Autenreight acknowledged that it’s “surprising” she hasn’t received more support from Republicans.

“When I’m elected, they’re probably going to call me. I’m going to say, ‘Who’s this?’” she joked.

But she said that’s in keeping with her willingness to shake up leadership in both parties.

“I’m going to shake up Harrisburg and be like, ‘What do you people do here? Do you just get elected and then sit back and collect checks?’ That’s what I’m seeing from my side here. We deserve more in Pennsylvania than that.”

Things have been easier for Powell, who works for the nonprofit InnovatePGH but previously worked for former Mayor Bill Peduto as well as Democratic leaders in Congress. She’s being backed by a number of local unions and officeholders, and maintaining Democratic control of the House, she said, “has been a top concern for voters.”

Powell said the stakes of the race are clear: “We’re talking about all the gains we have made [and how] it could all go away very easily. We’re talking about reproductive choice, we’re talking about LGBTQ rights, we’re talking about supporting our unions and workers.”

Conversely, Powell said, “For folks that are interested in undermining our democracy [or] stripping away our reproductive freedoms — that’s not the coalition we’re building.”

While Autenreith was quietly chosen to run by party leaders, Powell competed with four other Democrats for the votes of Democratic committeepeople.

“All of them have been incredibly helpful to bring their supporters along,” she said. In fact, among the groups endorsing her is gun-reform advocacy group CeaseFirePa, whose campaign director was among those seeking the party’s nomination.

Powell will likely have a sizable head start when the polls open Tuesday morning: County data available as of Wednesday showed that Democratic voters had sent in nearly 3,000 mail-in ballots; Republican voters had sent in fewer than 500. Democrats are far more likely to vote by mail, though the number of ballot applications received by the county could suggest lower voter interest than in the county’s special elections this past winter and a slightly higher rate of GOP participation.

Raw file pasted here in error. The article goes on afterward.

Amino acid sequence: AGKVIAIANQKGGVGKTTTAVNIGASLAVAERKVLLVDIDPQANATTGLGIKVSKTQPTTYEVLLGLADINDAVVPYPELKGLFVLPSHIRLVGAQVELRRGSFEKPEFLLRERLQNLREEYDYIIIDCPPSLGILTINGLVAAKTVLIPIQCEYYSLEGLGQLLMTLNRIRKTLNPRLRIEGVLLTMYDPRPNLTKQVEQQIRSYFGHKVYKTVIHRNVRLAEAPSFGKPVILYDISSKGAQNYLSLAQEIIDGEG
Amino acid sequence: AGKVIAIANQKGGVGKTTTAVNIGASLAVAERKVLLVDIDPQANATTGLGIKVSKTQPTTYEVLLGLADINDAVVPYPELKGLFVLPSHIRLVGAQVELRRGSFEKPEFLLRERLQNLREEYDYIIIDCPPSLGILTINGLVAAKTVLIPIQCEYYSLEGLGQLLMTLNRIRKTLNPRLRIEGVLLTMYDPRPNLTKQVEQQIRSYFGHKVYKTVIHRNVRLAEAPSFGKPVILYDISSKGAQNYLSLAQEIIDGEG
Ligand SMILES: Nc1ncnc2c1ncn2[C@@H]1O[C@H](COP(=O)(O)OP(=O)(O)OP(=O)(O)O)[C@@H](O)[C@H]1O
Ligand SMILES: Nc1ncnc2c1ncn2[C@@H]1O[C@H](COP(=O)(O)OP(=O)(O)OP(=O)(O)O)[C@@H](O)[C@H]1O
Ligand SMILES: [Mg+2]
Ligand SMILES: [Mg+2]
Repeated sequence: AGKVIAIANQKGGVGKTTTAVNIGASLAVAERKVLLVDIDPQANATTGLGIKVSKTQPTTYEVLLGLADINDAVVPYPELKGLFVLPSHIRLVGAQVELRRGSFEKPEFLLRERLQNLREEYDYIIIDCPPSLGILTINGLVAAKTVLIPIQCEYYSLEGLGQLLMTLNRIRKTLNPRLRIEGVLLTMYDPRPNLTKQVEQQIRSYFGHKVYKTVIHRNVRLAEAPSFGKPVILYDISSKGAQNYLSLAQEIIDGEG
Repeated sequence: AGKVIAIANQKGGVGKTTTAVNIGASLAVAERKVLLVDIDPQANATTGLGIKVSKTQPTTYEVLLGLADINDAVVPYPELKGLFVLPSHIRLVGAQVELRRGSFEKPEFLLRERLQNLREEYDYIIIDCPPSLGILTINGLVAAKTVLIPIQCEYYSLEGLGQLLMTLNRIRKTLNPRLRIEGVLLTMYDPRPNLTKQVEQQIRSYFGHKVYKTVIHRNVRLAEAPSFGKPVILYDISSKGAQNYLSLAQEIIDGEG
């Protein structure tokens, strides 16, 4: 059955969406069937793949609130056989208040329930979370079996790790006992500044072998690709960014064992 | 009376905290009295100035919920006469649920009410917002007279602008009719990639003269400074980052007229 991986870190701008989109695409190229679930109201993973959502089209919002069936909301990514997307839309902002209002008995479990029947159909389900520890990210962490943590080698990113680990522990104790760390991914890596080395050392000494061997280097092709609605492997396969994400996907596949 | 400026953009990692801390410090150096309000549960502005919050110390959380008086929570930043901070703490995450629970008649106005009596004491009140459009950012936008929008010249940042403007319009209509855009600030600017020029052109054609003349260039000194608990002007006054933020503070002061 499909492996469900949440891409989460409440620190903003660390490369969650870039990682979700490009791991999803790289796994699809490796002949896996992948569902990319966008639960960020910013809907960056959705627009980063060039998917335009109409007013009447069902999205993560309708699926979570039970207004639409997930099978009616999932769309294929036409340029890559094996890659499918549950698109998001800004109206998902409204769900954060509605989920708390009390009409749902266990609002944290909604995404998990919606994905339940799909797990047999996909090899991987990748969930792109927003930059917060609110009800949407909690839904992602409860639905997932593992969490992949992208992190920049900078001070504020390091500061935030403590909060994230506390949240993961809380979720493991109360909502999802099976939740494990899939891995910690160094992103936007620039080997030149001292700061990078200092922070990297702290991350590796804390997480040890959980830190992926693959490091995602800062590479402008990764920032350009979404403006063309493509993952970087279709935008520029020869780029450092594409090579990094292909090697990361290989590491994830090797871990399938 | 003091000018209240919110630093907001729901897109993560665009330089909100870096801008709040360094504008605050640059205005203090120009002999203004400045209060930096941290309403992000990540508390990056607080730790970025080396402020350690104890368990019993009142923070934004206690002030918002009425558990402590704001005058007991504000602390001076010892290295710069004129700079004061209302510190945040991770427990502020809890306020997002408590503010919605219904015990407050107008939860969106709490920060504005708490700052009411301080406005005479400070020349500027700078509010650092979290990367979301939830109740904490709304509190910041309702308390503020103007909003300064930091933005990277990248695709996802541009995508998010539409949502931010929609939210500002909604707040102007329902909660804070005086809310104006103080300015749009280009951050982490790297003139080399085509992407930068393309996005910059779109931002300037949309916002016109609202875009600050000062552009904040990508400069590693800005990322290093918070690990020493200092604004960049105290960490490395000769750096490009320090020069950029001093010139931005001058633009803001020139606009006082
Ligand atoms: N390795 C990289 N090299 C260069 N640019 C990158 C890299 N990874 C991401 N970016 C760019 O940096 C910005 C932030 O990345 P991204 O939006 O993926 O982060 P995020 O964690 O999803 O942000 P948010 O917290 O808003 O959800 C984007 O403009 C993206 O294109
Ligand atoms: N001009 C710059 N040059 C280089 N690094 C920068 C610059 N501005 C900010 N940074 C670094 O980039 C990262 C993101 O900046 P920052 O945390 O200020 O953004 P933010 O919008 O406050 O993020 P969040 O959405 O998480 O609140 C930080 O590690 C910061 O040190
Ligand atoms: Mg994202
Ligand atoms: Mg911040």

Powell would be the first Black woman to represent the heavily white district, which Innamorato once characterized as having racist voters. Powell said that because racism could be found anywhere, “it would be obviously naive to say that racism doesn’t exist in the district. [But] running on a message of inclusivity, of fighting for all families and individuals, has resonated. People have been excited to have someone with these experiences represent them.”

If you’re a voter in this district and the very existence of a special election is news to you, you can find out more about how and where to vote here. And take heart — you are almost certainly not alone.

Nearly three decades after leaving home for college, Chris Potter now lives four miles from the house he grew up in -- a testament either to the charm of the South Hills or to a simple lack of ambition. In the intervening years, Potter held a variety of jobs, including asbestos abatement engineer and ice-cream truck driver. He has also worked for a number of local media outlets, only some of which then went out of business. After serving as the editor of Pittsburgh City Paper for a decade, he covered politics and government at the Pittsburgh Post-Gazette. He has won some awards during the course of his quarter-century journalistic career, but then even a blind squirrel sometimes digs up an acorn.